Daycare Tax Tips

The Self-Employed Health Insurance Deduction is a Wonderful Thing!

Can this provider deduct her other medical expenses, too?

A family child care provider writes:

> I have a question regarding my health cares expenses. I pay premiums for Kaiser health coverage, but that does not cover chiropractor care, which I pay from my pocket. Can I deduct that from my income tax, as well as the premiums?

As a self-employed person, you are allowed to deduct health insurance premiums on the front of your federal income tax return as an adjustment to income. This is called the self-employed health insurance deduction, which you'll find around about line 29 on your Form 1040. You can deduct the cost of health insurance premiums paid for yourself, your spouse (if filing a jointly), dependents listed on your tax return, and non-dependent children under age 27.

You do have to meet a couple of tests first, however.

First of all, you must NOT be eligible for employer-provided health coverage, either through your own job, your spouse's job, or COBRA coverage. I have some clients who are eligible for a company plan through their spouse, but decided not to use it (because of the cost or other factors) and acquired their own health insurance policy instead. Unfortunately, these folks cannot take advantage of the self-employed health insurance deduction.

Second of all, you must show a Net Profit on your business Schedule C. To fully deduct your health insurance premiums, your profit must be somewhat higher than the insurance cost. Otherwise, your deduction may be limited. (Refer to instructions in the Form 1040 Booklet for further information.)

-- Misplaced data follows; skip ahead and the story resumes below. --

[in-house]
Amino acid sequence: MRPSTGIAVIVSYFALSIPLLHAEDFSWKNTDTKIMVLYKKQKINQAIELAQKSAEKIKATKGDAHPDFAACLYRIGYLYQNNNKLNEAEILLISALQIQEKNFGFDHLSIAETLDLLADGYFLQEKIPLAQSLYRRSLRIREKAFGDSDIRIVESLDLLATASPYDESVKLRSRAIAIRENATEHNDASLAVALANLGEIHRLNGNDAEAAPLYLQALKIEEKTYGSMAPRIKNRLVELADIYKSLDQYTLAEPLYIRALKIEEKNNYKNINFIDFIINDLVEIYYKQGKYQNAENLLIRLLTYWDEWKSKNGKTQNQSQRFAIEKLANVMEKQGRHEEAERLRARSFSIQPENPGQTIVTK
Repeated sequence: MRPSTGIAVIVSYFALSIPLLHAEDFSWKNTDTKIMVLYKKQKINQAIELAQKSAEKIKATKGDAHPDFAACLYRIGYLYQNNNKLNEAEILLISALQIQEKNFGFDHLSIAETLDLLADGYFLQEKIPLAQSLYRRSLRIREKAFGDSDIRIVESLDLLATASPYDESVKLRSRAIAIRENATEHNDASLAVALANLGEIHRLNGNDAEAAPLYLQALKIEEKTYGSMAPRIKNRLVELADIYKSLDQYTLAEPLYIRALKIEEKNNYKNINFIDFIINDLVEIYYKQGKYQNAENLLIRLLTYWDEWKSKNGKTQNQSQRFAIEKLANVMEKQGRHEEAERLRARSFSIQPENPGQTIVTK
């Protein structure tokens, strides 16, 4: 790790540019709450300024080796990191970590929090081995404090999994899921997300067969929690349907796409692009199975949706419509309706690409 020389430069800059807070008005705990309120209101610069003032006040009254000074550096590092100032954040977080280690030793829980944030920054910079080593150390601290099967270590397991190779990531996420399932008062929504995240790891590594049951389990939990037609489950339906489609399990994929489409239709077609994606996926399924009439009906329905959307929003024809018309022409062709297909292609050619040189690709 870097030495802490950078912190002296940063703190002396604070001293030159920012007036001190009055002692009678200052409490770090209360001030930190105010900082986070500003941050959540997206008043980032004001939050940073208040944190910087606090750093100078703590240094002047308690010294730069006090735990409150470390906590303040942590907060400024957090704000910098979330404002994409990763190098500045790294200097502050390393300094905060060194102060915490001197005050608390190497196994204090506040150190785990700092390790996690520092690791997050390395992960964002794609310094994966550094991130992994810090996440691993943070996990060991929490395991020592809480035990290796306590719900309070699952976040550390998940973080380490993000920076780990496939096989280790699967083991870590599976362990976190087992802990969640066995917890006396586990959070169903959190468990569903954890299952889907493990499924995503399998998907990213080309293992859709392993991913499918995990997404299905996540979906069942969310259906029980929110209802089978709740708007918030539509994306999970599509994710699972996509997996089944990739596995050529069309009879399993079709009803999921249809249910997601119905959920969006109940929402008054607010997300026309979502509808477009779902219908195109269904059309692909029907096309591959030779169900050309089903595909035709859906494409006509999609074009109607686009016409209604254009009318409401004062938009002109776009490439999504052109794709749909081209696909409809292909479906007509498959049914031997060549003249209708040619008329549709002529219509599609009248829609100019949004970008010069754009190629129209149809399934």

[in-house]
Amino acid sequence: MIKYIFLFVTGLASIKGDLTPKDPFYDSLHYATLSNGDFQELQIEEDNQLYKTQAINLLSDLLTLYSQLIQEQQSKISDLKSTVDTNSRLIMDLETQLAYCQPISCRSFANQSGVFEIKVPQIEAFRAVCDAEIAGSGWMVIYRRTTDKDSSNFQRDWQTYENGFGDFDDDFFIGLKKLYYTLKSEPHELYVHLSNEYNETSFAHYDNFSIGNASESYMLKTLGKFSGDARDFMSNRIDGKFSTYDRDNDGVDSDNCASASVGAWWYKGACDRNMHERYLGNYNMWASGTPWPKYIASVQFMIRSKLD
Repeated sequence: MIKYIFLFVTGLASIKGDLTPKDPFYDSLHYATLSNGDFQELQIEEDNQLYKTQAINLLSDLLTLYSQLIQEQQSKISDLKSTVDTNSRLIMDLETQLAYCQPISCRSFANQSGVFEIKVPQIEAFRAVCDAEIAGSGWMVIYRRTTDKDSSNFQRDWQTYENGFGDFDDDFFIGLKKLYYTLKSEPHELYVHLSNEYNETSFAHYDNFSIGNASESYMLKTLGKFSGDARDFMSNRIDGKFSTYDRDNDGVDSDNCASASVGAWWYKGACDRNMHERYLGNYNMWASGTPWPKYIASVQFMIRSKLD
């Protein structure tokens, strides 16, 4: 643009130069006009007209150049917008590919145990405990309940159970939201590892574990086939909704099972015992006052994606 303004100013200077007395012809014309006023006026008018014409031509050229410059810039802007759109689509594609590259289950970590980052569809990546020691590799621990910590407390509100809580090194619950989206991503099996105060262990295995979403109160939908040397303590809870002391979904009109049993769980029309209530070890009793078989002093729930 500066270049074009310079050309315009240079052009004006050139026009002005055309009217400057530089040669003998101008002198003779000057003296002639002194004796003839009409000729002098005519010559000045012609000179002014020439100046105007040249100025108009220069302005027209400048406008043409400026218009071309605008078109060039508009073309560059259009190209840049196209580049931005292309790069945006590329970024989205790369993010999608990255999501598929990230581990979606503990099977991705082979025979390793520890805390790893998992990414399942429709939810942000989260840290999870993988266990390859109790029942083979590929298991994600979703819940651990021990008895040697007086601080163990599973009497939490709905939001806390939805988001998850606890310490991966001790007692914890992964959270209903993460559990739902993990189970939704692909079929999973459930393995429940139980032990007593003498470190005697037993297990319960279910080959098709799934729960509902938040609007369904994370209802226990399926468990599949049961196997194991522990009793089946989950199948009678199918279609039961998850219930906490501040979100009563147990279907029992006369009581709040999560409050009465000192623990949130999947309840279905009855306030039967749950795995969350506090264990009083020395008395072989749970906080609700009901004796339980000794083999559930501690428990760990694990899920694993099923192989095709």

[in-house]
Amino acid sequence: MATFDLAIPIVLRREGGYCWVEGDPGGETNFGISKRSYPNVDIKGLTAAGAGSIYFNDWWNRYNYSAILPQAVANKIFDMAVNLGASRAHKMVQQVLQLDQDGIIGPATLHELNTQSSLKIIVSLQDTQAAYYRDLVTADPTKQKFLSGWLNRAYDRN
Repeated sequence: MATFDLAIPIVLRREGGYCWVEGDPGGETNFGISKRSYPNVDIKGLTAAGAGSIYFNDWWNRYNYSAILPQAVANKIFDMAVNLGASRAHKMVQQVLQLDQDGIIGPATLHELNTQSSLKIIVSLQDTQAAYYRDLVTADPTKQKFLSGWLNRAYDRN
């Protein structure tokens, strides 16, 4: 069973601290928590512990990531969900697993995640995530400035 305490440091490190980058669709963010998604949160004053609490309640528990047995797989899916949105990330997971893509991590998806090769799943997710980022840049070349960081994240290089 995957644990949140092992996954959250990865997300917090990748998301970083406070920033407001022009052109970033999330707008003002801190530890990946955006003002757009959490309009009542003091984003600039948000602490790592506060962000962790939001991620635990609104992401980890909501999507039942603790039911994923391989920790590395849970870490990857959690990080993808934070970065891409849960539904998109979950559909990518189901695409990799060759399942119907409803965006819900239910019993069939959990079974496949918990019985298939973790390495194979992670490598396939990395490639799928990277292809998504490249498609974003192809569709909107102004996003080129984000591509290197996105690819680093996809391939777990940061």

You cannot include any other medical costs on the front of your tax return with your medical premiums. Other out-of-pocket medical costs MAY be deductible, but there are couple of big hurdles to overcome first .

Number one, those additional medical costs (not counting your insurance premiums) must generally be quite high to make a difference. The total cost must come to more than 10% of your adjusted gross income, which is found at the bottom of page one of your Form 1040. This is not such a hurdle if your income is low.

Number two, you must itemize your deductions in the first section of Schedule A. If the standard deduction for the year is higher than your total itemized deductions, itemizing doesn't make any sense.

I only rarely prepare a tax return for the client who actually saves money because of a medical expense deduction. This underscores the great value of the self-employed health insurance deduction. I am very thankful for it!

Last updated 27 November 2013

Posted on 2011-10-13 06:46:14